Listen to this story
While many large corporations are adapting their business models to assist the move towards a net-zero future, it’s harder for SMEs to go green. Dynamic Business sits down with the Co-founder of Smart Energy, Jasper Boyschau, to discuss how SMEs can reduce their emissions using solar energy.
We start with a definition of the term net-zero: “This refers to the balance between the amount of CO2 produced by humans versus the amount that is removed from the atmosphere,” Jasper explains. “Achieving this doesn’t mean cutting all emissions; we can still produce some as long as they are offset. For example, rapidly phasing out fossil fuels such as gas, coal, and oil, and instead transitioning to renewable energy.”
The benefits of solar energy
Jasper argues there is a strong business case for SMEs to switch to solar energy.
“For small businesses, every cent matters and solar is something that has the potential to shed thousands off bills each year. In some cases, we have seen solar users see up to $2,000 in savings in just one calendar year. Solar also offers SMEs an opportunity to lock in their energy prices for the future at no upfront cost, providing businesses with more affordable energy.
“SMEs will require Government support in their efforts which is something that many other countries have come to realise over the years,” says Jasper, “For example, the UK has given their SMEs increased knowledge of energy consumption with smart metering and other high-tech devices which help them keep track of their energy usage and act accordingly.
“In the meantime, for SMEs who own their workspace, making the switch to solar is a great first step which will reduce energy costs all while promoting a green work environment.”
Jobs, jobs, jobs
Clean energy is already creating jobs and will continue to do so as Australia moves away from fossil fuels and makes that transition into renewable energy.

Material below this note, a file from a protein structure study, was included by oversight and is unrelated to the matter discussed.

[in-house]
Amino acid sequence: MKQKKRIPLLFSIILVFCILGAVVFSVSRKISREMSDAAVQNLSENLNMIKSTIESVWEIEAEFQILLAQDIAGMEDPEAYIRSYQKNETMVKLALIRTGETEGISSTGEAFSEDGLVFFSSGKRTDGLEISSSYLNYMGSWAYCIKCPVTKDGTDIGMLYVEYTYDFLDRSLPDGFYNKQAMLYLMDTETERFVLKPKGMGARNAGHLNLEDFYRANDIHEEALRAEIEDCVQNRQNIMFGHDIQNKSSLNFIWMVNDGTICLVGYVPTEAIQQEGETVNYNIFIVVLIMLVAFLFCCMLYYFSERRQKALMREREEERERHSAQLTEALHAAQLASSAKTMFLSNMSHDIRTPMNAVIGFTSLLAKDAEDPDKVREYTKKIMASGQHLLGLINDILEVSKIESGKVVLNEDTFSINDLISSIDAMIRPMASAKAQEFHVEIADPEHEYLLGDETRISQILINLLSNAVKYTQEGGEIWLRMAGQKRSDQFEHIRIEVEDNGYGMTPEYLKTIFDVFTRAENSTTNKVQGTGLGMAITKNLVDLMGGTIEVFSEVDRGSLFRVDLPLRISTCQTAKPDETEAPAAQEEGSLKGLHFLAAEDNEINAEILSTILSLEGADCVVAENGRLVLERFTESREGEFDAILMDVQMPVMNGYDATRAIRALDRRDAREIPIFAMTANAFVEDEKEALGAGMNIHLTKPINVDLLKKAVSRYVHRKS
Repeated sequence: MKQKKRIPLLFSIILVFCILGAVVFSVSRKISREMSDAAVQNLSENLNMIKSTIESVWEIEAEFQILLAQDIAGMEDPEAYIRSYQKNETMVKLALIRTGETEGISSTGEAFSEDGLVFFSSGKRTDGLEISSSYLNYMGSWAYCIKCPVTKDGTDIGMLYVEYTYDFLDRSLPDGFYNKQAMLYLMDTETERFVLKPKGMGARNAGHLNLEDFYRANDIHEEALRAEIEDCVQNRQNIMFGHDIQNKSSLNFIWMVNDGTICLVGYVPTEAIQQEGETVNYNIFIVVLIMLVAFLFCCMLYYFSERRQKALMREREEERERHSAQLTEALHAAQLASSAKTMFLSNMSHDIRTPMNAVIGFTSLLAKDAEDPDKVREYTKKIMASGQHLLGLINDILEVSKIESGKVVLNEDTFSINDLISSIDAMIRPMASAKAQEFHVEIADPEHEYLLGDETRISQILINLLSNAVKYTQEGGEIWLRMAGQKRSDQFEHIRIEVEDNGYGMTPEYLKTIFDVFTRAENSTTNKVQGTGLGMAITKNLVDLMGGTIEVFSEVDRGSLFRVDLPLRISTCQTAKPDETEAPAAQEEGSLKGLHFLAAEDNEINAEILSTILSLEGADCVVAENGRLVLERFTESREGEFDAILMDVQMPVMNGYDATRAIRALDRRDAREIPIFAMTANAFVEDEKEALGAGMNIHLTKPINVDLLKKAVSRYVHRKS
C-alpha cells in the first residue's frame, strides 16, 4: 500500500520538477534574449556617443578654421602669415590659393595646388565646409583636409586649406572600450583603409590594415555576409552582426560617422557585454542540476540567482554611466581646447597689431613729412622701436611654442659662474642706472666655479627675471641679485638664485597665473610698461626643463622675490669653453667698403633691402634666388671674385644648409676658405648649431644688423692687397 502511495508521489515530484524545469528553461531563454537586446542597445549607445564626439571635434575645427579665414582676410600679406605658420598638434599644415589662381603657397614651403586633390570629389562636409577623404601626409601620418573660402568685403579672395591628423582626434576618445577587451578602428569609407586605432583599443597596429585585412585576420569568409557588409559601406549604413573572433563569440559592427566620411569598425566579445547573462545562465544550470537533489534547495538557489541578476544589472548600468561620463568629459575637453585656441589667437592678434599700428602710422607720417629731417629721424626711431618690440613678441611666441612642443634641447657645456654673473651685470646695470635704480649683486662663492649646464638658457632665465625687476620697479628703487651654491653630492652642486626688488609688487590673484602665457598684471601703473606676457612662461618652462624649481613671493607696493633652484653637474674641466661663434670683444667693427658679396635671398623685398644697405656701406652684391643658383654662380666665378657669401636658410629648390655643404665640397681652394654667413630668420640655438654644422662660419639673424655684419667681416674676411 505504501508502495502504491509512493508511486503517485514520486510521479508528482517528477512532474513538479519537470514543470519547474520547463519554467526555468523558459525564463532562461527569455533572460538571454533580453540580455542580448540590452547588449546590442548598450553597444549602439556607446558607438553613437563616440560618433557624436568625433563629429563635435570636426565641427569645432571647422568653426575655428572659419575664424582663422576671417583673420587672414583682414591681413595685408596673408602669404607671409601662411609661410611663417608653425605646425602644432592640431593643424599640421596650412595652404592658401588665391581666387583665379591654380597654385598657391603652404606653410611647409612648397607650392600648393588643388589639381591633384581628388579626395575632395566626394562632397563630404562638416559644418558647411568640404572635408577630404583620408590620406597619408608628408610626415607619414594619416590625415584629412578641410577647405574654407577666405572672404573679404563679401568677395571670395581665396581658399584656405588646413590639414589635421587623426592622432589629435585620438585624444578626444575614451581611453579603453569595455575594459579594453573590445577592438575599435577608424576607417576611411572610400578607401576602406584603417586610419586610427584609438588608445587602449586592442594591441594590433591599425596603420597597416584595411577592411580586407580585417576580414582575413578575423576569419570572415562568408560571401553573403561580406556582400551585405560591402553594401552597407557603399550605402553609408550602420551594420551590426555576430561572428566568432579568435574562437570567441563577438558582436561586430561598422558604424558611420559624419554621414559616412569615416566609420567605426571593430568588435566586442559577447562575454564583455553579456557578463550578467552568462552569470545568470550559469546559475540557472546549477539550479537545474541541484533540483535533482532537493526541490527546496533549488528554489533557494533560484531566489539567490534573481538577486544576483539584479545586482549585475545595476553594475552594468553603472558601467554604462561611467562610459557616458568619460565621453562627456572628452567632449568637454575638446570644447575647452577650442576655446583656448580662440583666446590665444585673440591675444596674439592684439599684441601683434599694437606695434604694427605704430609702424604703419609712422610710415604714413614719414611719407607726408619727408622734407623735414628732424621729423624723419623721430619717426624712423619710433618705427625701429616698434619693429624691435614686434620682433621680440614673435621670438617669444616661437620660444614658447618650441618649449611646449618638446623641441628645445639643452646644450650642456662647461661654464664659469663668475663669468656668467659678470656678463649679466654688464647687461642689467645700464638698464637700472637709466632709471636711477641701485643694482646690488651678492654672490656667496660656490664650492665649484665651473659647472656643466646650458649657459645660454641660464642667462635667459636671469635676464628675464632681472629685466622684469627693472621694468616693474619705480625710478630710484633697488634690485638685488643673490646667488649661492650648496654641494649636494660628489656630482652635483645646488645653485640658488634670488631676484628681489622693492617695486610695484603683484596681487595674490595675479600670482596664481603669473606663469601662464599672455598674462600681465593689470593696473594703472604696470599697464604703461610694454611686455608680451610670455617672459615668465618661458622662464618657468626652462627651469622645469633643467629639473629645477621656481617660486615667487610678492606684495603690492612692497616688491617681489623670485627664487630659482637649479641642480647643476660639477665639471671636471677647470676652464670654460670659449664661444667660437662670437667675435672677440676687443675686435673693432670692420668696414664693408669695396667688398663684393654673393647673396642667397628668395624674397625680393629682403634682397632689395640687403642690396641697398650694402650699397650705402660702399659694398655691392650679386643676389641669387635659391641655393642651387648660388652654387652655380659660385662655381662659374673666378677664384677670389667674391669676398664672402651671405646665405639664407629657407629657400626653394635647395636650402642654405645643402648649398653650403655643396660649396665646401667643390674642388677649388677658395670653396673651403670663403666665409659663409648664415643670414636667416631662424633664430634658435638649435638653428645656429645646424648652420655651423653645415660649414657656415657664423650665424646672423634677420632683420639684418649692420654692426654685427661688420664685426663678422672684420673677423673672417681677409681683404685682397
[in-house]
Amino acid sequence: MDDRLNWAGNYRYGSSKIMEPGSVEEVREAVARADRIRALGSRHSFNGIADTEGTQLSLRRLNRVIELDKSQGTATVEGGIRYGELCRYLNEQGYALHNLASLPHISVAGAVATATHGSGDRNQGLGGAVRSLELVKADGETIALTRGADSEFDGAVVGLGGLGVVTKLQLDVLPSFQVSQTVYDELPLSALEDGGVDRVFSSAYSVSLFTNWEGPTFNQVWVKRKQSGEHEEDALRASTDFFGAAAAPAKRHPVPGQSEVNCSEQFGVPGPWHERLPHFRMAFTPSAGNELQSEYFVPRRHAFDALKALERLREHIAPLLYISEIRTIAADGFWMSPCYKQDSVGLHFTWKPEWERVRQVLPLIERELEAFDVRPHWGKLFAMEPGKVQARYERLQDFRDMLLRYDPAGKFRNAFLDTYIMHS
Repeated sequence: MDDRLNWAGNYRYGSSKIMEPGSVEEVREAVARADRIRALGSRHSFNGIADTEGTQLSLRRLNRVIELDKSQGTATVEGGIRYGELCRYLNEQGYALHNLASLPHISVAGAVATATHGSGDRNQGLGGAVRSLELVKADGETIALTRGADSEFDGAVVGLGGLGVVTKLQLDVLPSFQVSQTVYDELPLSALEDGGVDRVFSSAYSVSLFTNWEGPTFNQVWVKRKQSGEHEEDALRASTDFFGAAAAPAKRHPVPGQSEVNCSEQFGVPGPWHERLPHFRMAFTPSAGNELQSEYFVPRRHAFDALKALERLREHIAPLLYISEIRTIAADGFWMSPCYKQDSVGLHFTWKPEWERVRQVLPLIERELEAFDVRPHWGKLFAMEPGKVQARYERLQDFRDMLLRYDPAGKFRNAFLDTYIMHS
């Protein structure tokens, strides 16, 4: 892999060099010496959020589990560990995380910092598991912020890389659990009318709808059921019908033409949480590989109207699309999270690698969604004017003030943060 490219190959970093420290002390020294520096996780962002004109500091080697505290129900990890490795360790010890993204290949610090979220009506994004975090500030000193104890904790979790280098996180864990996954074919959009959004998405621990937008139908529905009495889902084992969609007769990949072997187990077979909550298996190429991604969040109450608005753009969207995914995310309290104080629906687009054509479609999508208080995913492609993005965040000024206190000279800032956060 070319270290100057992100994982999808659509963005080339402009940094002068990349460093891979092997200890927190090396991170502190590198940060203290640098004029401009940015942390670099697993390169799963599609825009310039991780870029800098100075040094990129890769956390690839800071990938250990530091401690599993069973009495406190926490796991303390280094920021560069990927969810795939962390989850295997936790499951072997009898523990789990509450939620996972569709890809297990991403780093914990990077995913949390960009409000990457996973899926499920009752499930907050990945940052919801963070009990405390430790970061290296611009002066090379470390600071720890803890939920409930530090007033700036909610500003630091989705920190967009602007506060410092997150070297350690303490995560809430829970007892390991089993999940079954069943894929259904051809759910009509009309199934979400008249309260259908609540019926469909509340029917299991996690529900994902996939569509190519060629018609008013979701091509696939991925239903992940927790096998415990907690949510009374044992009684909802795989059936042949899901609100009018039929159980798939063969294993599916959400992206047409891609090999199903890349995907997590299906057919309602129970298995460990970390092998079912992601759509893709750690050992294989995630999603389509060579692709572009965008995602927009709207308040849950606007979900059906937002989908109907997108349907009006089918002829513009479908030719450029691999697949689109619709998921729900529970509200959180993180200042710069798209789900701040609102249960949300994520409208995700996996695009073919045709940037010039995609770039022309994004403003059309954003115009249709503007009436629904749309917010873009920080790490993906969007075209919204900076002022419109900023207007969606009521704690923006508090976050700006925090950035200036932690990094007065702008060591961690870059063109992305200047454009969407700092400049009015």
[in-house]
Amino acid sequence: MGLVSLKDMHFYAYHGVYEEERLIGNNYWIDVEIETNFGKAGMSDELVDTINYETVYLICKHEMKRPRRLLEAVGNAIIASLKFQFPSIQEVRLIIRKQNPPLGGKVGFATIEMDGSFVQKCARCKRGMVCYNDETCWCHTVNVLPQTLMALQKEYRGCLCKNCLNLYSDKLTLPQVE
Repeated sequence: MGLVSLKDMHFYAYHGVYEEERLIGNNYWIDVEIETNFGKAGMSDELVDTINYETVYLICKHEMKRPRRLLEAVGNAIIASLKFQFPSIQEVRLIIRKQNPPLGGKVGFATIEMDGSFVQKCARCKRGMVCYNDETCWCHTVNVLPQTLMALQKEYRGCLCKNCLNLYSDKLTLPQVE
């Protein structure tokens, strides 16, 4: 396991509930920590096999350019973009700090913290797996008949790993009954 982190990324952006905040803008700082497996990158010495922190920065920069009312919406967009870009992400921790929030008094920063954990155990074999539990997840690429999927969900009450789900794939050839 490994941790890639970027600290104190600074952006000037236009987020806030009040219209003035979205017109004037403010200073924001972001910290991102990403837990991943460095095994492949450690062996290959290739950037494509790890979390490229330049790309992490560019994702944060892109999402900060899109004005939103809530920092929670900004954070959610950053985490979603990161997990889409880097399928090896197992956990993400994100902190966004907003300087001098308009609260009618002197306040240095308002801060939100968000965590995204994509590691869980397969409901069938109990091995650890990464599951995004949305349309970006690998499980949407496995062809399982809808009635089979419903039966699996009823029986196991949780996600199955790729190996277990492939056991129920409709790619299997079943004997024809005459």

“In just four and a half years, we have seen the demand for renewable energy grow so rapidly that Smart Energy was able to create 1,000 jobs for both Aussies living in metropolitan and regional areas.
“Solar and wind installation, maintenance of solar and wind farms along with renewable energy storage have already proven to be an ongoing source of jobs for the nation. Although these jobs will require training, it is a great opportunity for those looking for work or to transition from coal mines.”
More government support required
The urgent need to move toward becoming net zero was acknowledged in the recent federal budget.
“The budget announcement was a step in the right direction with $1.8 billion being assigned to energy and emissions reduction initiatives which will ultimately bring us closer to the net-zero goal,” says Jasper. “However, with much of the funding being dedicated to a gas-led recovery, there was definitely a missed opportunity when it came to the rooftop solar PV sector.
“Solar energy has been booming in the past few years. In February alone Smart Energy saw record weeks bringing in 410 solar installations and sales. Solar will play a major role in getting Australia to net zero and if this is recognised in future budget announcements, there is hope that the 2050 goal will be achieved.”
When asked about a realistic timeframe for Australia to become carbon neutral, Jasper replies: “Australia is lucky to have such a high amount of renewable energy opportunities including solar PV, geothermal, wave and solar thermal energy, wind power, hydroelectricity and heat pumps. Alongside this, the country’s desire to make the switch to renewables makes it is entirely feasible that we can be carbon neutral by 2050.”